I’ll admit that I have had my mild frustrations with a high emphasis on student centered teaching. In a way, my frustrations can be summarized as feeling as if teachers are too accommodating towards students when every facet of their classroom needs to have its roots in the students.
Yet, one of the core theories and practices the SFSU MATESOL program and the American Language Institute (ALI), which I am currently being trained to be a teacher for, advocate is student centered teaching. Essentially, in a classroom, this would manifest as the teacher eliciting answers from students rather than the teacher providing answers directly. It can also manifest as the kind of topics the teacher decides to discuss in class, specifically gearing them toward student needs and interests. Student centered teaching puts the emphasis on the students and let’s them take ownership of the class, often allowing the teacher take a backseat role and act more as a guide rather than an answer key.
With that being said, I’ve recently had an interesting experience working while working with Thomas. Our basic routine during our tutoring sessions is to take about 15-20 minutes doing a spelling test and spend the rest of the time reading a picture book. As you can imagine, getting a first grader to cooperate with you in terms of taking a spelling test can be characterized as a test of patience for both Thomas and me. However, in using a student centered approach, I’ve been able to make our spelling tests a fun part of our session, to the point where he has been asking me to extend our usual ten word test to twelve words. So how can that be done? Well here are some of the main steps:
1. Don’t call it a spelling test. This is basic and maybe obvious for you, but it is important. I just say, “Thomas, we’re going to spell words again.” While framing it as a test may make him take the assignment more seriously, it seems to me that the best way to get him to concentrate on spelling is for him to want to take the test, not for him to feel like he is forced to.
2. Strike a deal. So if he doesn’t think it’s a test, what does he think it is? Well, before each test, I strike a deal with him. I ask him, “so what is your prize going to be this time?” In establishing the terms for our deal, during one of our earlier spelling tests, he proposed that if he spells all the words correctly, he would get three stickers (ten stickers = a prize), If he gets one word wrong, he would get two stickers. If he gets two words wrong, he wouldn’t get any stickers. After Thomas came up with these terms, which I approved, we pinky-sweared to make our deal official. The self-proposed deal provides internal motivation for Thomas to want to do the spelling test. In fact, he has been so eager to do the spelling tests that he asked me if we could add two more words to the list, so increasing the test from ten questions to twelve questions. Can you believe that?! Thomas proposing to make the test longer, though obviously for the sake of trying to get more stickers (though as a kid, he doesn’t understand that adding more questions actually increases his chances of getting less stickers because our deal is based on how many he gets wrong, not how many he gets right).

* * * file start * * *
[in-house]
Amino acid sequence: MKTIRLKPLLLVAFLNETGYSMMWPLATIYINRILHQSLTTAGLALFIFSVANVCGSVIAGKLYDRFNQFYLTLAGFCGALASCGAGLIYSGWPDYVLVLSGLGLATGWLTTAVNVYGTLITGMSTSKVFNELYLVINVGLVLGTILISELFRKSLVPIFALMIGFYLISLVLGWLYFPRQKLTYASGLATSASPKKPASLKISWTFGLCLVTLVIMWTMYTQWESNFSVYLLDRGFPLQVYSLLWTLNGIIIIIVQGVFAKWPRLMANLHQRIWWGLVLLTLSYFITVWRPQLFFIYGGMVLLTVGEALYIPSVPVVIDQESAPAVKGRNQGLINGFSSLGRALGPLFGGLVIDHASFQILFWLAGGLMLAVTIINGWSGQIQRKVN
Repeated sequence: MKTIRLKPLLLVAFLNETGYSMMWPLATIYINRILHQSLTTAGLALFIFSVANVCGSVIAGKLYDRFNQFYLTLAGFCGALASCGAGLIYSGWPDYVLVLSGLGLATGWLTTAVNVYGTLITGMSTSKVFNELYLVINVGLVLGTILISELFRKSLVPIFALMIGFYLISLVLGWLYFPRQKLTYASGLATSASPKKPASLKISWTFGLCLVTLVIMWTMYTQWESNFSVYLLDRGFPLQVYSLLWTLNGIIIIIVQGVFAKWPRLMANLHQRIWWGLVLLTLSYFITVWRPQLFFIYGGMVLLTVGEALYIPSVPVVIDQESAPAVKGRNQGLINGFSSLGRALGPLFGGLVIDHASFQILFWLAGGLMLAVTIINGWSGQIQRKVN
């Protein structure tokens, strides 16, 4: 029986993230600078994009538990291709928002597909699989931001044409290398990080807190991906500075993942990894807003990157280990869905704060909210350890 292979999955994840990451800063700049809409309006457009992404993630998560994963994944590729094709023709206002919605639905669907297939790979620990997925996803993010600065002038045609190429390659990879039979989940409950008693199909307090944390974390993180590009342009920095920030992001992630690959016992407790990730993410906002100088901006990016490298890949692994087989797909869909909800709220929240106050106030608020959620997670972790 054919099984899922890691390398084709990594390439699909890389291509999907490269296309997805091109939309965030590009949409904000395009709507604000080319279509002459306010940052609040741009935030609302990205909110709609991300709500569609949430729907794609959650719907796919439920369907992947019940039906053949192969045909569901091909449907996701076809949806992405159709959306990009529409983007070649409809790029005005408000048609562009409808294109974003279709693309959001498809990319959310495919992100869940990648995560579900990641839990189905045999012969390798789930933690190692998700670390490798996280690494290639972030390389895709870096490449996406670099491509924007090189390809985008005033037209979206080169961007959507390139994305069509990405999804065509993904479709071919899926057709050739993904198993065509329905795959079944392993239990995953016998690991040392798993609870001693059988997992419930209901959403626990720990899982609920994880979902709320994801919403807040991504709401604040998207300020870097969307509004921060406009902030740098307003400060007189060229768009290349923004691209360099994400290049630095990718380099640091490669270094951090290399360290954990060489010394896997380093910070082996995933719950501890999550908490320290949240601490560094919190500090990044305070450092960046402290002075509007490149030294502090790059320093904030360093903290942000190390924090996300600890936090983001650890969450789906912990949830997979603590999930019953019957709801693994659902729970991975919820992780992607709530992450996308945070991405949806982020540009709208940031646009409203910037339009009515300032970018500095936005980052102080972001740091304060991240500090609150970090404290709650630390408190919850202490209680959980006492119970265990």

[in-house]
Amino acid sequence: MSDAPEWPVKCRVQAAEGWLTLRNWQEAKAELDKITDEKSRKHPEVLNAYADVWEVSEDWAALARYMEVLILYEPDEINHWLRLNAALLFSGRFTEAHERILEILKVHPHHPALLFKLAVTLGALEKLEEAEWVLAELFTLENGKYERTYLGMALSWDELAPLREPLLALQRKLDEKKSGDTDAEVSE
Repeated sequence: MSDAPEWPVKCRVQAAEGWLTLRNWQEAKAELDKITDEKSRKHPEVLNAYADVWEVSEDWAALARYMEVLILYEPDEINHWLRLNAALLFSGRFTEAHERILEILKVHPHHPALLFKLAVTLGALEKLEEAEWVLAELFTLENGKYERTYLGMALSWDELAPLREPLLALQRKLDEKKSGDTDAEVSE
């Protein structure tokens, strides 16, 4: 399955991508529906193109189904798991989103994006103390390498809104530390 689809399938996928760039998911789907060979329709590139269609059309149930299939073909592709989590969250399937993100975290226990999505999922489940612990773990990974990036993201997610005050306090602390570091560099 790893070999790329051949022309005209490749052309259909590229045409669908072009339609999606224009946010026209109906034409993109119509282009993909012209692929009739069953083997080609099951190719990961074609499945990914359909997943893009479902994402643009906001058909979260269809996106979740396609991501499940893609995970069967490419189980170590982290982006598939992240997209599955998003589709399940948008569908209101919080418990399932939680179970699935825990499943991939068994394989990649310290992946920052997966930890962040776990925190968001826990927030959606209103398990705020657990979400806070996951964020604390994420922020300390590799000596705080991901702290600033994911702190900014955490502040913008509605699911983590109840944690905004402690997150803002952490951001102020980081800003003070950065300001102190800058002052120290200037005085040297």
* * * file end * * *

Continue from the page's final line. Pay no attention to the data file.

3. Let him choose. I take all the spelling words from the picture books we read each week. That way, they are words he can put into a larger context of a story. We end up with a whole stack of spelling word cards that he writes after we finish a book. During the spelling test, I fan out a handful of the cards and tell him to pick a word for me to read and for him to spell. Even though ultimately I’m the one picking which words to focus in on from our books, I let him choose which ten (now becoming twelve) words he has to spell.
4. Are we ready to move on? After he picks a card, hands it to me to read aloud, and writes it on his spelling test, he always looks back at me and asks if it’s right. I respond, I don’t know… you tell me! I tell him to read what word he wrote and see if it matches the word I wanted him to read. I ask him, “Thomas, is it all correct? Did you double-check to see if you wrote the write record? Okay, so does that mean we’re moving on to the next question?” Thomas decides the pace, whether or not he has written it correctly and when to move forth.
I think one quote Thomas said during that session was highly characteristic of his attitude towards the spelling test – oops, I mean the spelling game: “Ooo yeah… I told you I’m gonna win this today.”